Soirées du Bois de Boulogne, ou Nouvelles Françoises et Angloises. Par M. le Comte de ****. I. [-II.] Partie. 1754.
Second Edition. Two volumes, 12mo, (138 x 68 mm), pp. xii, 265; iv, 280, text fairly browned in part, in contemporary red morocco, covers with triple filet gilt, flat spines ruled in compartments with sunburst tool in each compartment, lettered and numbered in gilt, marbled endpapers, gilt edges, gilt dentelles, with an unidentified red heraldic booklabel stamped in gilt and the heraldic bookplate of Baron James de Rothschild in each volume.
A lovely copy of this scarce novel by the Comte de Caylus, first published in 1742. An aristocratic dilettante, Caylus was a popular novelist and writer of short stories or contes badines - ranging from fairy tales to sentimental intrigue and oriental fables - which are always witty and usually slightly disreputable. Alongside this reflection of his place in the gayest circles of Paris society, Caylus was also a great collector of art and antiquities, a scholar and connoisseur, painter, etcher and patron of contemporary artists. His major work of scholarship, Recueil d’antiquités égyptiennes, étrusques, grecques, romaines et gauloises, is increasingly recognised for its significant importance in the development of modern archaeology.
Soirées du Bois de Boulogne is a loosely entwined collection of six short stories, or ‘soirées’, set in an apartment near the Bois de Boulogne where the hero, the comte de Trémaillé, has been sent to recover his health after an injury sustained at the Battle of Clausen. After happily spending a week there taking the air in the park and content with his books for company, early one morning he is surprised to see a carriage arriving at his door, with several ladies and a large entourage. Discussing their recent histories and swapping stories of unhappy liaisons, his companions, who include English visitors as well as French compatriots, decide to narrate to one another the stories of their lives. The names have of course, as the dedication makes clear, been changed.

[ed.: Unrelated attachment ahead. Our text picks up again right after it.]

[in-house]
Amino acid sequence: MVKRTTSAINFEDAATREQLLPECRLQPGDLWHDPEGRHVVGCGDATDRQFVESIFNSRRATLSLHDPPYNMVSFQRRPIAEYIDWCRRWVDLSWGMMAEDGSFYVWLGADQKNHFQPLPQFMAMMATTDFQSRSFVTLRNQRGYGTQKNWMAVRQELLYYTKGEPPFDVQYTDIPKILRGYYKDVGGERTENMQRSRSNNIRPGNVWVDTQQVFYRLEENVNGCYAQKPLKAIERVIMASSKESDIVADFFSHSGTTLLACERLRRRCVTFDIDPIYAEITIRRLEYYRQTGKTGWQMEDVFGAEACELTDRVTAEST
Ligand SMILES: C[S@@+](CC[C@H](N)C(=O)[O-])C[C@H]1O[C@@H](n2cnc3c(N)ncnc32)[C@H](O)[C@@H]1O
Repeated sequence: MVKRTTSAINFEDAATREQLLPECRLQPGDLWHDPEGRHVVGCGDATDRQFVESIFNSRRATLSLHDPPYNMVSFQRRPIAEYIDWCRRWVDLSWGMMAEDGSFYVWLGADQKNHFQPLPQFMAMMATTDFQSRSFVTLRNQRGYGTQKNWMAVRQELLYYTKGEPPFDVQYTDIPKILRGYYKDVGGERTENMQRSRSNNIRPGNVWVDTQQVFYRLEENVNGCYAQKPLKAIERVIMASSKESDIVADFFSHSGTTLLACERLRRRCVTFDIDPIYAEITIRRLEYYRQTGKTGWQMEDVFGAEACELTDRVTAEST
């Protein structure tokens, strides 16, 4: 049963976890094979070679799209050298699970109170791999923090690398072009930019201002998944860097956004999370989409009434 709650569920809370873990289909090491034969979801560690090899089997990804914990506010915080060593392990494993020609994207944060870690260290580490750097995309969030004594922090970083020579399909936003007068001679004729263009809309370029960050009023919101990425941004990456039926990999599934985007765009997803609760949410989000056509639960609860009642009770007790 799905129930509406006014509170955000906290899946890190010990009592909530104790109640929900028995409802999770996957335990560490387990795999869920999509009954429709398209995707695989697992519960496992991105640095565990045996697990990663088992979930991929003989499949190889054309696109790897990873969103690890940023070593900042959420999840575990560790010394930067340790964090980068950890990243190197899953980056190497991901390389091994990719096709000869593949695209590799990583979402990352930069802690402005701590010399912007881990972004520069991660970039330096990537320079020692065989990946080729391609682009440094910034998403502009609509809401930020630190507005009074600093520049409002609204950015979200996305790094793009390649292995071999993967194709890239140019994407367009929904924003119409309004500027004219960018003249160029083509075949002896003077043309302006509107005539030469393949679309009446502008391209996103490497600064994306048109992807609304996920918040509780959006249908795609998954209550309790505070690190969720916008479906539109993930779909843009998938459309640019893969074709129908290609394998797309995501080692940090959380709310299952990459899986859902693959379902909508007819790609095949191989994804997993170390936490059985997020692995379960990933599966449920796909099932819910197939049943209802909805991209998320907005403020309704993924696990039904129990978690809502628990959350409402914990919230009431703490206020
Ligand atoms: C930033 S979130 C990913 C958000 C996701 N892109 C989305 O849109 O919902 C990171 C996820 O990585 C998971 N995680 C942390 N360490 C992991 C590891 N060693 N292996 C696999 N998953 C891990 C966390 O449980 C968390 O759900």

The first story, which has for title ‘Histoire du Commandeur Hautpré’, begins with a summary of all the romantic novels he had been reading which had determined him to find his Angélique or his Clorinde. The second story is told by the young Englishwoman, Madame de Rockfields, who, after complaining about being forced to entertain them in a foreign language, insists that her story will have nothing about convents in it. ‘In France’, she says, ‘it is always about convents’. The Marquis de Montgeüil follows, and tells the audience of his going into Spain, ‘la Patrie du Roman’, narrating the ‘Histoire de l’Abbé de Longuerive’. The second volume begins with the fourth soirée, ‘Histoire du Comte de Prémaillé’ which tells of his love for the beautiful Constance and of her being sent to a convent. The fifth story gives the ‘Histoire du Comte de Crémailles’, including the correspondence between the unhappy fugitive, Mlle de Vauxfleurs, and an Abbess (more convents...). The final story is another English one, ‘Histoire de Mylord Wynghton’, a tragic tale which hurtles from the birth of the French court of the exiled James II and the birth of his son, the Old Pretender, to the political turbulence of the hero’s homeland - ‘L’Angleterre le pays du monde le plus fertile en Mécontens’ - where the hero and Dorothy fall in love but through a series of disasters and misunderstandings, mistaken identities, unforgiving parents, spells in Newgate and galleys bound for America, Dorothy takes her own life and dies in her lover’s arms in the final ‘sanglante Catastrope’.
OCLC lists BN, BL, Leeds, Danish Royal Library, Augsburg, Goettingen, Koninklijke Bibliotheek, Sainte Genevieve; for the 1742 edition, OCLC adds Princeton and Ottawa.
Cioranescu 16256; Jones p. 78; Gay III, 1123.